The two fiber lasers are able to process plate (including heavy-duty armor plate) for construction, mining, forestry, defense and medical equipment. The fiber lasers have improved efficiency with their ability to hold tighter tolerances. “Typically we would have to perform a machining operation on laser-cut parts,” says Ottenweller. “Now we don’t have to do that.”

“A fiber laser beam is half the size of a CO2 beam, which allows the operator to perform precision work,” says Colle. “But we can also dynamically change the beam to enlarge kerf. To remove that much material on thick plate and achieve a quality edge cut, you have to evacuate molten metal at a good rate. You want the parts to drop out of the skeleton once they are cut.”

The fabricator is also cutting faster. “With the 10kW, we’re cutting eight times faster on certain material thicknesses,” Ottenweller says.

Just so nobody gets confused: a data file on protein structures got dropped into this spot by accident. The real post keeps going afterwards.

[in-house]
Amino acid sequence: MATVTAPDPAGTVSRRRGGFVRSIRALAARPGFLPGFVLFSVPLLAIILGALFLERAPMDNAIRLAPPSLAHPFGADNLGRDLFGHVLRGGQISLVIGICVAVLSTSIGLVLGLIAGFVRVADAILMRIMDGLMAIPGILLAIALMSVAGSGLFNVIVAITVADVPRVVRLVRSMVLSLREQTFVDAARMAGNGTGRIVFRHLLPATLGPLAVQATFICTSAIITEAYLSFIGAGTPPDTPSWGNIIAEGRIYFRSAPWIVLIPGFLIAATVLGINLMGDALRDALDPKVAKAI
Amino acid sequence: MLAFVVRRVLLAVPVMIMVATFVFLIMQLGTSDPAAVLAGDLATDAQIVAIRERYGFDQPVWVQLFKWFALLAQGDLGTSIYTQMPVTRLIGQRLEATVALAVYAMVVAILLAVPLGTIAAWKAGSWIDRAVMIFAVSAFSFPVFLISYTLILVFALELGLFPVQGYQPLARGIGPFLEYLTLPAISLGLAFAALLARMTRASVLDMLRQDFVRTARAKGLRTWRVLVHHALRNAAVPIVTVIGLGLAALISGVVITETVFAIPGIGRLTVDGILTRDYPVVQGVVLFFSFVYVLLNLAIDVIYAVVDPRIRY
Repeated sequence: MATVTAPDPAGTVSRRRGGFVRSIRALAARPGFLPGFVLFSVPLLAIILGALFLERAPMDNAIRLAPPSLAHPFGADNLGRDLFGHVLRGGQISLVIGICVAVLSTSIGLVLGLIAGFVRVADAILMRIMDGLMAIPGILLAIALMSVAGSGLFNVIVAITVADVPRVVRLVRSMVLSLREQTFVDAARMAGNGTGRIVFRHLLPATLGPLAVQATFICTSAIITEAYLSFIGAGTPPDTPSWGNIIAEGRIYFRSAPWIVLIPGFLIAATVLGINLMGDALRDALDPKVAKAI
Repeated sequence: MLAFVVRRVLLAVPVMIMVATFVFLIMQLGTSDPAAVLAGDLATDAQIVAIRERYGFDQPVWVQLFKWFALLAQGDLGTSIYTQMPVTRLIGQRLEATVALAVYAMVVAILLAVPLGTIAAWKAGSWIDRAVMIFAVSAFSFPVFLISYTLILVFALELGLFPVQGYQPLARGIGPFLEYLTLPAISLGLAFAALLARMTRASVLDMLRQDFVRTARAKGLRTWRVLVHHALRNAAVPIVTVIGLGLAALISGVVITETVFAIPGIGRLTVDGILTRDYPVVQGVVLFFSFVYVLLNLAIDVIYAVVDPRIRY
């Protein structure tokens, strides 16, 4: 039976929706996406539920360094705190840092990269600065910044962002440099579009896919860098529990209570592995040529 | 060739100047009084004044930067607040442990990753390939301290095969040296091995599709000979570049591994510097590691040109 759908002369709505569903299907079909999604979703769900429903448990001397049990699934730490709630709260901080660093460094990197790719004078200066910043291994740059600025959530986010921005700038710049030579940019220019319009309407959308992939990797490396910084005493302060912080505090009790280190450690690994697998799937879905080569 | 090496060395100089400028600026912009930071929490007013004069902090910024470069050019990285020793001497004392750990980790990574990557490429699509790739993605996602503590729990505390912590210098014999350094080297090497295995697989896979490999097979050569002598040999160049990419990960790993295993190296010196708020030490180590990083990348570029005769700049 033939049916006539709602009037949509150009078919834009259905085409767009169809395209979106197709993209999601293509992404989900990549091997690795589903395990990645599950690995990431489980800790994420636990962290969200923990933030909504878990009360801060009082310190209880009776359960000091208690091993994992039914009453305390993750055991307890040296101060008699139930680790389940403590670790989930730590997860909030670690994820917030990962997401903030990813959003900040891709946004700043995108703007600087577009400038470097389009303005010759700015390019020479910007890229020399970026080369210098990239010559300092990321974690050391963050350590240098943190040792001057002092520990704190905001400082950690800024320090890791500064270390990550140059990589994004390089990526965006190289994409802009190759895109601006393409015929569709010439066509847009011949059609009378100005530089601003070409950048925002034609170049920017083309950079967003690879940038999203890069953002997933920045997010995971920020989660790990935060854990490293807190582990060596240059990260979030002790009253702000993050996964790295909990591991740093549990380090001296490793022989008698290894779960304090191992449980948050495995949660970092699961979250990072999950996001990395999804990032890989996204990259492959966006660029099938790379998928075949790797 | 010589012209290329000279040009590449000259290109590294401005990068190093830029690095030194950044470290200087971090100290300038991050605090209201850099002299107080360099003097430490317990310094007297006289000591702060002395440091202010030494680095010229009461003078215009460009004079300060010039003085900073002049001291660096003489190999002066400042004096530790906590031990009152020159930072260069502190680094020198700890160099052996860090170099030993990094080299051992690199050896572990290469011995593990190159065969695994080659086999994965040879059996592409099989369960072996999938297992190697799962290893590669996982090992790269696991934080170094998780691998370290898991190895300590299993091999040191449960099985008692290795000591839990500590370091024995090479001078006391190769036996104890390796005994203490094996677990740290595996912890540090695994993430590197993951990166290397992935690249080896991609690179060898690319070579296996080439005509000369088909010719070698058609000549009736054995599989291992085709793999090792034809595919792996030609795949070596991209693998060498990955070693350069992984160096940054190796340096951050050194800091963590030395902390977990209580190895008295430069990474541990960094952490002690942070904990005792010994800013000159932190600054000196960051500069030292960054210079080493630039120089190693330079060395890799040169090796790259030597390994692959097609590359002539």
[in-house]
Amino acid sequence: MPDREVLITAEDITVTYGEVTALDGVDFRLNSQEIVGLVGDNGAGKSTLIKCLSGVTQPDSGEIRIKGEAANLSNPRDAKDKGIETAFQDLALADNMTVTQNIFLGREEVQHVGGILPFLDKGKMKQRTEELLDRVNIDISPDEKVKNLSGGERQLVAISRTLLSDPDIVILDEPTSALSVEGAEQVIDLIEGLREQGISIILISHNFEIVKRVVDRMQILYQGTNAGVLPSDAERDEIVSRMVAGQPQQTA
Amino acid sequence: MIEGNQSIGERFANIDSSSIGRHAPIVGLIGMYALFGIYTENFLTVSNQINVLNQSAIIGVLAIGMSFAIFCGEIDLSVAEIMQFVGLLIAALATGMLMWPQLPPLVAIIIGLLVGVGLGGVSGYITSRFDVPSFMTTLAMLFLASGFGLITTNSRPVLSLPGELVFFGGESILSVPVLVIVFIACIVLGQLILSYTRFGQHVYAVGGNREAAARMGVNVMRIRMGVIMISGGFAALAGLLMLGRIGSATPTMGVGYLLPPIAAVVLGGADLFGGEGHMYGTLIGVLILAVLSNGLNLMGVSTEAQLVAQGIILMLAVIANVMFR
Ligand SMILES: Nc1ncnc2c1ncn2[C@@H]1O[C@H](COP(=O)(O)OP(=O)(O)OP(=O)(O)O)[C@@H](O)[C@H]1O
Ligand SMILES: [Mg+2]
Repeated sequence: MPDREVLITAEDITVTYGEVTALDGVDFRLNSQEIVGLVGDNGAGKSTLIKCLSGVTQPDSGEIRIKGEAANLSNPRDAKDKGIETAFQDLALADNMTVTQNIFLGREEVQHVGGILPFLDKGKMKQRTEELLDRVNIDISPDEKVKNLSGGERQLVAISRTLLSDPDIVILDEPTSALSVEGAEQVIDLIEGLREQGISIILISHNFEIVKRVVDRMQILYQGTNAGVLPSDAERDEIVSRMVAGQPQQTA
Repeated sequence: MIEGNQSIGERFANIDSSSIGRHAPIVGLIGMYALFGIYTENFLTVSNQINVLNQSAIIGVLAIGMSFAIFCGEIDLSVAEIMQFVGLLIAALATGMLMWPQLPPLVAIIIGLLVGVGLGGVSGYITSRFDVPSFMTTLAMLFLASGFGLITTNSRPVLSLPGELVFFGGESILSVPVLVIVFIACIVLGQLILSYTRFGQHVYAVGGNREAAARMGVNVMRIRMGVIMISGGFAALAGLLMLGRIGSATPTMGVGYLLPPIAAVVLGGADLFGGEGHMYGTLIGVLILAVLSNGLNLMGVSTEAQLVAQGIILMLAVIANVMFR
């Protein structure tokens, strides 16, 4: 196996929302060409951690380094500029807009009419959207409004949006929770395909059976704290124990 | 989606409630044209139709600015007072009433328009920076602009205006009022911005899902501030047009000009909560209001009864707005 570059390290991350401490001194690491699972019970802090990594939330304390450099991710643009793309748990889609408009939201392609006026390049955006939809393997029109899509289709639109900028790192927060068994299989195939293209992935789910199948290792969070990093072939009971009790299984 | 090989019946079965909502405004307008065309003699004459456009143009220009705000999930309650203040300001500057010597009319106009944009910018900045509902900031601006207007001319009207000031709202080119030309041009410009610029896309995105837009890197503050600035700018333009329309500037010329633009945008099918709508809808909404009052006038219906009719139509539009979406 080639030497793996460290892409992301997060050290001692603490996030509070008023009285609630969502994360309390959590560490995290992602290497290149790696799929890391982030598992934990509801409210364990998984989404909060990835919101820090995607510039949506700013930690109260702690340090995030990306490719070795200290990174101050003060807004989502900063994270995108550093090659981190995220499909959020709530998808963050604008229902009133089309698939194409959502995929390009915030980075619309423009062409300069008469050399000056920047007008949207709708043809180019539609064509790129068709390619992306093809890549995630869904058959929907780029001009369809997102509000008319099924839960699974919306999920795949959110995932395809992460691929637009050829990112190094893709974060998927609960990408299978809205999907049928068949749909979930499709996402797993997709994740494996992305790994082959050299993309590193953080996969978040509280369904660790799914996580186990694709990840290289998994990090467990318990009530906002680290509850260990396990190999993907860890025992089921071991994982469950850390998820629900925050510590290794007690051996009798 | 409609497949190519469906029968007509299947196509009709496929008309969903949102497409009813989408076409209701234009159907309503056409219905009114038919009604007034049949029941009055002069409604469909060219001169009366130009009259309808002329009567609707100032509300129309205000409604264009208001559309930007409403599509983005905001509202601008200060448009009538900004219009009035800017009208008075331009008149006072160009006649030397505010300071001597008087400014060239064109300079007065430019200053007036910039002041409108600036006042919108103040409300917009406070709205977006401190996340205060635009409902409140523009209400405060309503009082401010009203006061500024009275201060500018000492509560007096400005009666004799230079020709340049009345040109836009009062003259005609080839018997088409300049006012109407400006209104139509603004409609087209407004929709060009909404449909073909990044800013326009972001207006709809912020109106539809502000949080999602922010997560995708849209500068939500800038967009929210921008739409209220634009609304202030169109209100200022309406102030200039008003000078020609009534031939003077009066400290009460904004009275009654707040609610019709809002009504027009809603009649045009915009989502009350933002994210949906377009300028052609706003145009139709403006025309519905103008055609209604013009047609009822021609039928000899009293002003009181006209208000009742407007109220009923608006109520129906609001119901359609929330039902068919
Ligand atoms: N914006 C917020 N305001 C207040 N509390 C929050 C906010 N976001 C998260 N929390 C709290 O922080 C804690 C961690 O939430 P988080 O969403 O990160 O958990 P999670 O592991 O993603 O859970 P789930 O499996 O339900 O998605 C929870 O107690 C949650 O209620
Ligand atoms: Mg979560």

The company can cut material 1/16 inch through 1 inch thick. Parts include everything from interior stainless steel components for MRI machines to armor-plated window frames for military vehicles and large-format parts for mining machines.

With a second Phoenix 10kW fiber laser scheduled for installation this month, company leaders took the opportunity to reorganize work flow.

“We have three buildings in Fort Wayne, and our work flow just wasn’t efficient,” says Ottenweller. “We positioned the Phoenix 6 kW and the Phoenix 10 kW next to each other. We stagger demand between the two machines but dedicate short runs on one fiber laser and long runs on the other machine.

“The speed and accuracy of the fiber lasers has completely changed our thought processes on how we run our operations,” he says. “We’re leaner and we have increased capacity at least 2.5 times. We’ve reduced the need for secondary processing downstream and reduced costs on some of our products.”

Ottenweller wants to delve into cutting materials like aluminum and copper to capture new business. While expecting dividends from its investments over time, Ottenweller is also focused on diversification, maintaining the company’s strength and ushering in the fifth generation. MM